Rev. Sherif Gendy, translation
The message God intended to convey through Hosea's marriage and his children was to illustrate to the people of Israel the covenant relationship between God and his people. God entered into a covenant relationship through which he took the initiative to show mercy and benevolence to his people. But, just as Hosea's wife was unfaithful and an adulteress, the people were unfaithful in their relationship with God. They were worshiping other gods and committing various sins that kindled the Lord's wrath. The names of Hosea's children, in particular, demonstrated God's judgment against sin, the people's sin. Each time Gomer bore Hosea a boy or a girl, the severity of the judgment gradually increased. For instance, we read about the first son Gomer bore in Hosea 1:4, where it says,

And the Lord said to him, "Call his name Jezreel, for in just a little while I will punish the house of Jehu for the blood of Jezreel, and I will put an end to the kingdom of the house of Israel" (Hosea 1:4).

Actually, there are at least two reasons behind choosing the name Jezreel. The first reason is that it sounds similar to Israel in pronunciation — yiz-RAH-eel and YIZ-rah-eel. The other reason is that there was a valley in Israel called the valley of Jezreel. This valley is associated with many bloody events. We read about it, for example, in Judges 6:33 and 1 Samuel 29:1. Also, the name Jezreel is related to the story of Ahab and Jezebel and the killing of Naboth. We can find this in 1 Kings 21. We also read about it in the killing of Ahab's family through Jehu the son of Jeshoshaphat in 2 Kings 10:11. Actually, there is a very important passage in 2 Kings 10:28-31 that, although Jehu son of Jeshoshaphat obeyed God's command and killed the family of Ahab, he did that for his own personal purposes and ambitions. That is why the Lord said in the book of Hosea: "I will punish the house of Jehu for the blood of Jezreel." We read in 2 Kings 10, beginning with verse 28:

Thus Jehu wiped out Baal from Israel. But Jehu did not turn aside from the sins of Jeroboam the son of Nebat, which he made Israel to sin — that is, the golden calves that were in Bethel and in Dan. And the Lord said to Jehu, "Because you have done well in carrying out what is right in my eyes, and have done to the house of Ahab according to all that was in my heart, your sons of the fourth generation shall sit on the throne of Israel." But Jehu was not careful to walk in the law of the Lord, the God of Israel, with all his heart. He did not turn from the sins of Jeroboam, which he made Israel to sin (2 Kings 10:28-31).

Although Jehu destroyed the altars of the Baals, he erected idols and walked in the sins of Jeroboam. That is why Hosea's first son stands for the judgment of God on the Israelites, for the bloody events that were related to Jezreel, especially against the house of Jehu, and for the corrupt religious and behavioral practices that were in the kingdom at that time. The second child, the daughter, whom Gomer bore to Hosea, was called "Lo-Ruhamah." We read about her in Hosea 1:6:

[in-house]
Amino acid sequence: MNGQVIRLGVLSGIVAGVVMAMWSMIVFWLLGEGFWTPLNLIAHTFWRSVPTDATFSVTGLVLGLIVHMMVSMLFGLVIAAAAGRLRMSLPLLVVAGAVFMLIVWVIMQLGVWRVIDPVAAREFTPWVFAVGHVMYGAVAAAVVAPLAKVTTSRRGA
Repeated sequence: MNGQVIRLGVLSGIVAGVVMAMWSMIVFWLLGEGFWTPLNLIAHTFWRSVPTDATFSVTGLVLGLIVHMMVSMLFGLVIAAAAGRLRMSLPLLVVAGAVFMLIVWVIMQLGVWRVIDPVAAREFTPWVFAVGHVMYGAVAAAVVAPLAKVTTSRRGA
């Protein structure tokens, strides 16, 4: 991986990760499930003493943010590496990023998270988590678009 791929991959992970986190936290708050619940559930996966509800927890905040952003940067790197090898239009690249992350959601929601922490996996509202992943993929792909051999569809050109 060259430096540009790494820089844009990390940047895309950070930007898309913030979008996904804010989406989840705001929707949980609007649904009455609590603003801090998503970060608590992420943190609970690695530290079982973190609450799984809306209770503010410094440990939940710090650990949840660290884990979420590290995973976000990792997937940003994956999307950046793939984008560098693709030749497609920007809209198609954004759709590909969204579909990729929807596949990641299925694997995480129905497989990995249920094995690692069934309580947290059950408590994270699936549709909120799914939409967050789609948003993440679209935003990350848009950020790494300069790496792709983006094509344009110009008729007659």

She conceived again and bore a daughter. And the Lord said to him, "Call her name No Mercy, for I will no more have mercy on the house of Israel, to forgive them at all" (Hosea 1:6).

The name "Lo-Ruhamah" in Hebrew means "no mercy." The Lord declared that he would remove his mercy from the people of Israel. Mercy, here, is related to the covenant faithfulness of the Lord. So, the Lord here says that he will remove his mercy from the midst of the people. We read about the last child that Gomer bore Hosea in verses 8 and 9:

When she had weaned No Mercy, she conceived and bore a son. And the Lord said, "Call his name Not My People, for you are not my people, and I am not your God" (Hosea 1:8-9).

The Hebrew name "Lo-Ammi" means "not my people." This was the highest level and the hardest of the Lord's judgments. Within the covenant, God had entered into a relationship in which he adopted Israel as his people, and he was their God. Through this covenant, he declared his name to Moses saying, "ehyeh asher ehyeh" or "I am who I am." So God, through Hosea's last child, was saying to Israel, "You are not my people" — "Lo-Ammi." Moreover, he said, "I am not your God." In Hebrew, "I am not" is the reversal of his covenant name that he declared to Moses. He was saying, "I am not," or "not ehyeh." I will not be your covenant God. Thus, Hosea's marriage and children illustrate how God dealt with his covenant people. He declared his judgment over the people because of their sins and because they had acted contrary to the conditions of the covenant, conditions that required their loyalty in response to the covenant mercy and grace that God had initiated and shown them.

Question 10:

What is the invisible church?

Dr. Simon Vibert
The invisible church is the church that's made up of those who are known only to God as true believers — "the elect," as we might sometimes call them — those who will be part of the visible church, but of course, those who God knows are his. And they will be regular worshipers in the kind of congregations that are made up of the visible church, but they are the ones who God knows are eternally saved.

Dr. Mark L. Strauss
The "invisible church," then, refers to all the true followers of Jesus Christ, all those that have been justified through faith in God's grace, God's gift of salvation through Jesus Christ, and have come into a relationship with him. We form a worldwide community connected together by the Holy Spirit. All those who are true followers of Jesus Christ around the world, whatever their denomination, whether their a member of particular denomination or not, all true followers of Jesus Christ make up the invisible church. You could even call it the "true church," that is the true people of God in this world.